If you looked at the title of this DVD and your first question was in the “Wait, who is Patti Smith?” vein, you are cleared to skip the rest of this review. “Patti Smith: Dream of Life” is, indeed, a look into the life and mind of the legendary musician, but it in no way is designed as a starting point or even any kind of biopic. Smith ruminates on her life’s and career’s beginnings, touches on some significant stops along the way, and gifts fans with some candid footage surrounding her return to the stage she’d left years prior. All that, along with a truly endearing series of scenes in which Smith discusses and visits with her family, serve as a gift for fans who may not be used to seeing her in these lights. For everyone else, though, “Life” is a significantly more difficult picture to enjoy. Scenes crash into one another without setup or context, the film freely meanders between poetry recitations and biographical narrations without warning, and anyone searching for some actual music will be dismayed by the sparse amount on display here. “Life” isn’t a proper concert film any more than it is a proper biopic, and there isn’t anything wrong with that, either. Not every movie is made with everybody in mind, and this one just so happens to target its audience more sharply than most.
Extras: Deleted scenes, interview with Smith’s son, raw footage montage.
Brideshead Revisited (PG-13, 2008, Miramax)
You can watch “Brideshead Revisited,” but if you do, you should realize you are settling. “Revisited” attempts to present the 1945 book (and 11-hour 1981 miniseries) of the same name in movie form, and it makes an admirable effort to balance time management and effect in doing so. But like any film that attempts to cram so much content into so little time, “Revisited” has to cut corners. And when your source material is a dense, 21-year exploration of desire, faith, social mores and the need to shatter or obey them, going the Cliff’s Notes route is a dangerous endeavor. All that necessary clipping leaves “Revisited” with the less-than-enviable task of trying to create a sizzling love story without the context needed to give it weight, and if the dry exchanges and mostly muted performances are any indication, the film never felt it had any chance of rising to meet that challenge. The end result is a solid two hours of storytelling, but very little more than that. If you want the full treatment, your options lie elsewhere. Emma Thompson, Matthew Goode, Ben Whishaw, Hayley Atwell and Michael Gambon star.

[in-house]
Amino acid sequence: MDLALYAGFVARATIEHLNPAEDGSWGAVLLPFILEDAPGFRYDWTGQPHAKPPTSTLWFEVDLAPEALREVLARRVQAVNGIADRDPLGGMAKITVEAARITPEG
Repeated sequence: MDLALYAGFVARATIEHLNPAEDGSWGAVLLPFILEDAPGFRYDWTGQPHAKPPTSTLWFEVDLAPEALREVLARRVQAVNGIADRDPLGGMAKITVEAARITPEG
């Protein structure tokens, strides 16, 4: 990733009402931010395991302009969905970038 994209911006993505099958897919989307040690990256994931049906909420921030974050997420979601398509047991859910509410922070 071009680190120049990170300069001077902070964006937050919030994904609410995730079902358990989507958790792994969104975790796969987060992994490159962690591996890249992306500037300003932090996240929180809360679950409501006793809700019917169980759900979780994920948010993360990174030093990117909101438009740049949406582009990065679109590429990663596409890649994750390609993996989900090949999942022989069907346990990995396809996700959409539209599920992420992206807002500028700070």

Extras: Filmmakers commentary, deleted scenes, behind-the-scenes feature.
Humboldt County (R, 2008, Magnolia)
Mere hours after his own father (Peter Bogdanovich) had to flunk him out of medical school, Peter Hadley (Jeremy Strong) finds himself, one chance encounter with a girl named Bogart (Fairuza Balk) later, on her friends’ pot farm with a handful of farmers (Brad Dourif, Chris Messina and Frances Conroy, among others) who don’t appear to want him there. Unfortunately for all involved, Bogart bailed without a word, and the uptight former med student and a farm full of weary hippies are stuck with each other until she sees fit to return. Given the comedic beginnings, it’s natural to assume “Humboldt County” is just another movie about a square who learns to loosen up. But “County” dares to be different, forgoing laughs and even smiles by using a collection of mostly hostile and unlikable characters to preach the virtues of their way of living. The film lays it on so thick, in fact, that if Peter had been even remotely interesting in his own right, we might be compelled to root against “County’s” transparent message. But he’s an unlikable bore as well, so it’s a draw. The only truly selfless act that happens in “County” is vilified, the only truly interesting character disappears after one act, and if “County” is attempting to teach a lesson about the values of humanity, the joyless and insulting final scene proves just how laughably unqualified it is to handle such matters.
Extras: Deleted scenes, two behind-the-scenes features.